DHEA: What You Need To Know

BY LISA TURNER

DHEA, or dehydroepiandrosterone, is a hormone naturally produced by the adrenal glands. This vital molecule plays a variety of physiological roles, not all of which are well understood. What is known is that the body uses DHEA to make estrogen and testosterone, the primary female and male sex hormones.

When you’re in your 20s, your DHEA levels are at their peak, but start to decline as a normal part of the aging process. By the time you reach your 70s, your body may produce only 10 percent of your youthful levels—and that’s important. Research suggests that diminished DHEA impacts mood, cognition, and sexual health, and in one study, low DHEA was linked with higher risk of cardiovascular disease and all-cause mortality.

It may not be surprising, then, that restoring DHEA to optimal levels can benefit a variety of conditions. Here’s what the science shows:

Sexual function—Supplementing with DHEA can offset sexual problems associated with reduced hormones. In some research, DHEA increased desire, arousal, and satisfaction in postmenopausal women. DHEA may also enhance libido and performance in men, and improve erectile dysfunction.

Bone health—Several studies link low DHEA with decreased bone density and a higher likelihood of fractures, and some research shows that taking DHEA supplements for one or two years can boost bone density in postmenopausal women. Other studies suggest that DHEA can increase bone mineral density in younger women with eating disorders.

Menopause—By impacting the hormonal dips associated with menopause, supplemental DHEA can soothe hot flashes, balance mood, and ease other symptoms. DHEA has also been shown to improve vaginal atrophy—thinning and dryness of the vaginal walls—which relieves painful intercourse and increases sexual satisfaction.

Update - 2022.10.15

Mood and stress—Studies suggest that people with depression have lower levels of DHEA, and some research shows that supplemental DHEA may benefit people with depression that doesn’t respond to conventional treatments. DHEA may also lessen fatigue in people with elevated physical or emotional stress.

Inflammation—Low levels of DHEA are associated with certain inflammatory illnesses. In studies, supplementing with DHEA can ease inflammation and support quality of life for people with lupus, Crohn’s disease, and other chronic inflammatory conditions.

Cognitive health—Higher levels of DHEA are linked with better concentration, memory, and executive skills, and some research suggests that supplementing with DHEA may protect the brain from age-related cognitive decline.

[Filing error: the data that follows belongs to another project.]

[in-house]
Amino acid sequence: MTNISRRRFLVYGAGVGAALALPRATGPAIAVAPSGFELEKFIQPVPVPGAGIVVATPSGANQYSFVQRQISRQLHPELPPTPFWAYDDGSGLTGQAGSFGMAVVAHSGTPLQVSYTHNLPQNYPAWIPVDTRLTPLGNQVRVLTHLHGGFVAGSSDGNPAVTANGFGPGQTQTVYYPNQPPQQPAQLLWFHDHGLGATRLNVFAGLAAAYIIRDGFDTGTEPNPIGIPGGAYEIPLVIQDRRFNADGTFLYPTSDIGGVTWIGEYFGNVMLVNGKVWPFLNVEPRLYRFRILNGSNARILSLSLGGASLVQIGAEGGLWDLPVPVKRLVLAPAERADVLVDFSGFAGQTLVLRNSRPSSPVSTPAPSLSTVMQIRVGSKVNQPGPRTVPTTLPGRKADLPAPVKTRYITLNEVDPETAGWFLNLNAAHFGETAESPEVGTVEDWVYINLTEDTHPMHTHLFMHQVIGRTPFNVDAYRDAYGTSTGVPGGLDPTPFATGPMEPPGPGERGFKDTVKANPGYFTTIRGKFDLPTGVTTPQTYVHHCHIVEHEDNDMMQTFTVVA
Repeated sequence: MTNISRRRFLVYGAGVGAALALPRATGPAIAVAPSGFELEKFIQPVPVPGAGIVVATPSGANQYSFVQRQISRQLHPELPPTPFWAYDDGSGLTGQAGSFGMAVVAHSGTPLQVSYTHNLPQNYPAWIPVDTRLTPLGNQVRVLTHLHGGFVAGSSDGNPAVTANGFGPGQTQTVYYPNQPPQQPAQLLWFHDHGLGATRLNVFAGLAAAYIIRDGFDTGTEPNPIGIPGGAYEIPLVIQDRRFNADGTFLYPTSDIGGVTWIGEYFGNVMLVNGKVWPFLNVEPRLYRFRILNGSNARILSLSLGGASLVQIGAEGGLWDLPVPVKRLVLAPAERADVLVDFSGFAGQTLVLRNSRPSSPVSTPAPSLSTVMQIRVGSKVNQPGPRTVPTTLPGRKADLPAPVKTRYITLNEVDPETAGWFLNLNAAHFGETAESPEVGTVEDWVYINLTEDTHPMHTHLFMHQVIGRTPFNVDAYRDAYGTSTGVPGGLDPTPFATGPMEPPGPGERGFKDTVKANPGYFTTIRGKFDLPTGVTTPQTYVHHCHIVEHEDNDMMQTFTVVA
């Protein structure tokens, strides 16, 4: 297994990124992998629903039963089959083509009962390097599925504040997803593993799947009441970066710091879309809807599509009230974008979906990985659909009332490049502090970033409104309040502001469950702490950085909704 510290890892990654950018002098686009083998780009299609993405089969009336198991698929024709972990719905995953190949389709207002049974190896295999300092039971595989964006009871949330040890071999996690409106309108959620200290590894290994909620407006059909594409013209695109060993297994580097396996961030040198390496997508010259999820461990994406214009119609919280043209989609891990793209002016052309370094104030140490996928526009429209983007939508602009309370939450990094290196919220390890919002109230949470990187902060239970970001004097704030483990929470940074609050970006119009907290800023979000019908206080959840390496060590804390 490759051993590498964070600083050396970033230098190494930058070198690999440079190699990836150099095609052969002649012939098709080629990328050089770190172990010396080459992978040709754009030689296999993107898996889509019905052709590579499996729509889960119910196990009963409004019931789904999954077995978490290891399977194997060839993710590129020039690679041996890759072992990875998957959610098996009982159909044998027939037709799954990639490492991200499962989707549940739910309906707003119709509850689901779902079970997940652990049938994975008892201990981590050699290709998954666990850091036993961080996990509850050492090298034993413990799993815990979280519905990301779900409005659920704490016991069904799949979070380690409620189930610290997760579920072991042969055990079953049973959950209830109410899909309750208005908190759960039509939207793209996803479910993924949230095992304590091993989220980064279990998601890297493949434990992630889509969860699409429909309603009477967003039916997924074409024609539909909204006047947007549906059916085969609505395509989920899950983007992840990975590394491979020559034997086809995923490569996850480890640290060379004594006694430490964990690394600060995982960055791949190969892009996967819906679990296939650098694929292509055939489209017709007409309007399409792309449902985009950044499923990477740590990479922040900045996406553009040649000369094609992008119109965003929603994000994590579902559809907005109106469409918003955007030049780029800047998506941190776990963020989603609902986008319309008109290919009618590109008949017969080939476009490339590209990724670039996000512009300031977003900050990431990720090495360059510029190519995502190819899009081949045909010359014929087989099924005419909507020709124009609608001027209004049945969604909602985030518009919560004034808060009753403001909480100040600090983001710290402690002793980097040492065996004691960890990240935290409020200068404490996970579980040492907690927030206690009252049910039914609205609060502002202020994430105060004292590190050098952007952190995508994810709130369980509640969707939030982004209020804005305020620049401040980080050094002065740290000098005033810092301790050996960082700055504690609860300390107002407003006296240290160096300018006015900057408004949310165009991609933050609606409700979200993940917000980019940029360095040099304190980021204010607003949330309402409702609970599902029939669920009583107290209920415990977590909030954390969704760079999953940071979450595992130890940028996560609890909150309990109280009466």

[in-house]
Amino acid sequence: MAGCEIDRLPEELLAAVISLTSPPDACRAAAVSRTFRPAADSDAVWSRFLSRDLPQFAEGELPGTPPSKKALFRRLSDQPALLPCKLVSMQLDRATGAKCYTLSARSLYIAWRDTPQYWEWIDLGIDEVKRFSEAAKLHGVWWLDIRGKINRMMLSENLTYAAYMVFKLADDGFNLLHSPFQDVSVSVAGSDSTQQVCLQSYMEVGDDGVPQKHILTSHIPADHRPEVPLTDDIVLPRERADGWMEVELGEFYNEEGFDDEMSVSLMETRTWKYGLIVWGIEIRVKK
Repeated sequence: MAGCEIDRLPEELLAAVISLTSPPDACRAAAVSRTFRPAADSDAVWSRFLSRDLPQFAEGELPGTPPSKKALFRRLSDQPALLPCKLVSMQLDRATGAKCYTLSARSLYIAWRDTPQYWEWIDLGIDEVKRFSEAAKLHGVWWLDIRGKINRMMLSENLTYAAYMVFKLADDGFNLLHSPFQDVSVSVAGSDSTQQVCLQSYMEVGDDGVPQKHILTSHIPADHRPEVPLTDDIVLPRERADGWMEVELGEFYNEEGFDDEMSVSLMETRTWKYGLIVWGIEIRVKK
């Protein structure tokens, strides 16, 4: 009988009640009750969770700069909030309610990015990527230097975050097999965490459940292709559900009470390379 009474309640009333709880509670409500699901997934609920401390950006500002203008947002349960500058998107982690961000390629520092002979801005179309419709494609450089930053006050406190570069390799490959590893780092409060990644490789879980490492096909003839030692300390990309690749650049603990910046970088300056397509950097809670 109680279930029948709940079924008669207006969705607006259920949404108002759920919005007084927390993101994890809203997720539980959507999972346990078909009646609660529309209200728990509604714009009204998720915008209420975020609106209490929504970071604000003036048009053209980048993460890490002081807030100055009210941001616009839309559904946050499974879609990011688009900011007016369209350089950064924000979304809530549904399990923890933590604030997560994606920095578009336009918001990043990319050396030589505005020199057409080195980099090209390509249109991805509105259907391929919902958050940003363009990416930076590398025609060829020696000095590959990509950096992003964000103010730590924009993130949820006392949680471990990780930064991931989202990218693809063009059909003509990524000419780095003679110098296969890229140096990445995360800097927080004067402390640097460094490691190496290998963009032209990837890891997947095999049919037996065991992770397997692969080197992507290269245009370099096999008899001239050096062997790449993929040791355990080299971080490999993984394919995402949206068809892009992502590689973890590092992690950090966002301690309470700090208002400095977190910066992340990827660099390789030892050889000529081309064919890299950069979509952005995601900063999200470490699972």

Adrenal support—In people with adrenal insufficiency, a condition in which the adrenal glands can’t produce normal amounts of hormones, DHEA can ease anxiety and depression, improve sexual function, and increase quality of life.

Body composition—7-Keto DHEA, a metabolite of DHEA that doesn’t impact hormone levels, may boost metabolism, enhance thyroid hormone production, and encourage weight loss. In some studies, 7-Keto DHEA supplements significantly decreased body weight and fat mass in overweight adults.

Immune health—7-Keto DHEA is also thought to support immunity by improving the activity and effectiveness of immune cells. Some research also suggests that DHEA may inhibit the replication of certain kinds of viruses.

If you’re over 50, or have symptoms such as low libido, brain fog, dizziness, or low mood, you could be lacking in DHEA. Be aware, however, that excessive DHEA is linked with excess body and facial hair, menstrual irregularities, and certain cancers and other conditions. A simple blood test can measure your levels. If yours are suboptimal, supplements may help. You’ll find both DHEA and 7-Keto DHEA in capsules and tablets, in a variety of dosages. Because 7-keto DHEA isn’t converted to androgens and estrogens, it’s thought to be a safer alternative.

While a number of studies support its safe use, DHEA isn’t for everyone; if you’re on hormone replacement therapy, or if you have liver disease, heart disease, diabetes, polycystic ovary syndrome, or hormone-related cancer, you shouldn’t take DHEA. If you have any serious health condition, or are on antidepressants or other prescription medications, talk to your doctor before beginning any new supplement regimen.

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Last update was on: 2021-12-06 11:02 pm
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Bình Phan Đức

Bình Phan Đức

Hello, I'm the founder of this blog and a part time blogger. Find more information about me at here. You can also connect with me via Facebook, Twitter and Youtube.

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